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Parking woes still an issue in Old Orland Historic District

The corner of 143rd Street and Union Avenue in the Old Orland Historic District

The corner of 143rd Street and Union Avenue in the Old Orland Historic District

Village officials agree something needs to be done about the shortage of parking in the Old Orland Historic District.

“There’s not enough parking; people are parking everywhere,” Village Trustee Ed Schussler said at a recent Village Board committee meeting. The problem has only gotten worse since the opening of a a new bar at 143rd Street and Union Avenue in March.

Schussler zeroed in on the historic district’s parking problems April 16 during Village Development Services Director Karie Friling’s presentation to the board’s Development Services and Planning Committee on “technical and clean-up” changes to the municipal land-use ordinance.

Old Orland, which offers a mix of historic homes and boutique shopping, was characterized by a village planner as notoriously low on parking when village plan commission members first considered Vincent Tuohy’s plans for the Irish Patriot Pub at 9675 143rd St.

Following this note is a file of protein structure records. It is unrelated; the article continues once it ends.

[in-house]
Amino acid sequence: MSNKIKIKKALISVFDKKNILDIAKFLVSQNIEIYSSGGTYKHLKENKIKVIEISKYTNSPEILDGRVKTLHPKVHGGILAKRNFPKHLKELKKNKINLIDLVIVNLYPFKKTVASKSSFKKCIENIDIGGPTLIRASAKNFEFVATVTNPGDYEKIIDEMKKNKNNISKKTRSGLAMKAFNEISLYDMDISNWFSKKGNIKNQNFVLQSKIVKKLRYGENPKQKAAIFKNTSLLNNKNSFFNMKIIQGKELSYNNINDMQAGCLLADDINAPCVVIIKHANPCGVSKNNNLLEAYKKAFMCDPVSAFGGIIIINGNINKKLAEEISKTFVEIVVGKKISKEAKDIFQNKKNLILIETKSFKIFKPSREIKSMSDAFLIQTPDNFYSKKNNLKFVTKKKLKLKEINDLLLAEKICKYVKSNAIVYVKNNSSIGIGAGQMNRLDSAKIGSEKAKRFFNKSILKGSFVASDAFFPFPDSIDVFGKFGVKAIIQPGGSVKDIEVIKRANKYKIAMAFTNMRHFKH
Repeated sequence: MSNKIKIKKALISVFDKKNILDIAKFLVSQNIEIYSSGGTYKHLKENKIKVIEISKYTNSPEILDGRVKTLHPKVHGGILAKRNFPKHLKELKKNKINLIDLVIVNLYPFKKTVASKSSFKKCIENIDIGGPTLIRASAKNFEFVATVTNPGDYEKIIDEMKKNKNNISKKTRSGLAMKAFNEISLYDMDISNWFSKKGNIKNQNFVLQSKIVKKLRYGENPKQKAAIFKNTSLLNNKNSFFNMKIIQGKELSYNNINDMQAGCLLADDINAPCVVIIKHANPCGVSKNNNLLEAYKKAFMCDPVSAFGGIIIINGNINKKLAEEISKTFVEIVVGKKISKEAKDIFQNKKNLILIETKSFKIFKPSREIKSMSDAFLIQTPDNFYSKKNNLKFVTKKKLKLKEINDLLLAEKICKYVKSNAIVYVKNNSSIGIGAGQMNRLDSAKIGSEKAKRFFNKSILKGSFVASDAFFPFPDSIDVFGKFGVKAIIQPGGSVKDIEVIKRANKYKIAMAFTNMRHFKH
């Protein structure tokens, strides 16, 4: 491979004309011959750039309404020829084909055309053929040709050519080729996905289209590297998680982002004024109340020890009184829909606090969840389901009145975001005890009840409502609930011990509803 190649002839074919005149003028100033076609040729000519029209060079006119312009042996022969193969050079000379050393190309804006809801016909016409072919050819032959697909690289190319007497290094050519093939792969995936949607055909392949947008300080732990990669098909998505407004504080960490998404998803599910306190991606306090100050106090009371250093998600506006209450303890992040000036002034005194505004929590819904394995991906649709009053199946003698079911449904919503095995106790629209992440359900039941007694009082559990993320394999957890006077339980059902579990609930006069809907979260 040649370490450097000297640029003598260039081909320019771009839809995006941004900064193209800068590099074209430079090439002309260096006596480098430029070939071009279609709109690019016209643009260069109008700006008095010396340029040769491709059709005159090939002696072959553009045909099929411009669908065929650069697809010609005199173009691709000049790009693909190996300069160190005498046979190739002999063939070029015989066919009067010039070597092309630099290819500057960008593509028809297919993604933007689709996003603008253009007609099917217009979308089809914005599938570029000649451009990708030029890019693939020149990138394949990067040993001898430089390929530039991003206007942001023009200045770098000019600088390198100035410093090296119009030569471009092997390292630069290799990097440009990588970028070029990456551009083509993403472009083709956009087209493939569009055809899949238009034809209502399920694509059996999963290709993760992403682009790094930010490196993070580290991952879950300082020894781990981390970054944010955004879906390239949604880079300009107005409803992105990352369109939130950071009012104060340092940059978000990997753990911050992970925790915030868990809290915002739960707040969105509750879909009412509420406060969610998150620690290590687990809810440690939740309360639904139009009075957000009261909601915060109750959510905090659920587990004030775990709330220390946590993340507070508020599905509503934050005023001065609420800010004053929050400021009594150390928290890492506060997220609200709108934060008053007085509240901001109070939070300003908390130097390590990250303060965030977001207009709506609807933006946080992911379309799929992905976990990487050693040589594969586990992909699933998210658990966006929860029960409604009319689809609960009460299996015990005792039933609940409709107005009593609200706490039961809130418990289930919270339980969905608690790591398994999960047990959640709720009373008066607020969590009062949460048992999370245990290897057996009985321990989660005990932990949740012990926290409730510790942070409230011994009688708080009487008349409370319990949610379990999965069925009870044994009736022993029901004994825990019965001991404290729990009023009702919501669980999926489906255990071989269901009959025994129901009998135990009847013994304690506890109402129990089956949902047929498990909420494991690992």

Tuohy’s plan did little to improve on the previous tenant’s parking arrangements, which had provided residents and patrons with seven parking spaces at the business and the use of an adjacent business’ parking area. Tuohy reduced parking demands slightly by eliminating the building’s apartments. But he converted an adjacent piece of land south of the building that had been used – without permission – for parking into an outdoor dining area. The village sold him the vacant property after approving his plans.

 Schussler, who chairs the development-related committee, warned that current parking limitations would undercut village efforts to lure new businesses to the district southwest of the intersection of 143rd Street and LaGrange Road without “some kind of compromise” among businesses.

Friling said the owners of parking lots in Old Orland – many of them used only during the day – need to open those areas to businesses with more patrons than parking.

“There really is enough parking available,” she said. “We just have to get everyone to work together.”

Committee member Carole Griffin Ruzich said Tuohy has a verbal agreement with a nearby antique shop to use its parking area, but hasn’t gotten the word to his customers.

Schussler said the Metra parking lot at 144th Street, which allows free after-hours parking, represents another untapped resource. But he acknowledged the pedestrian light at 143rd and Union ”is not pedestrian friendly.”

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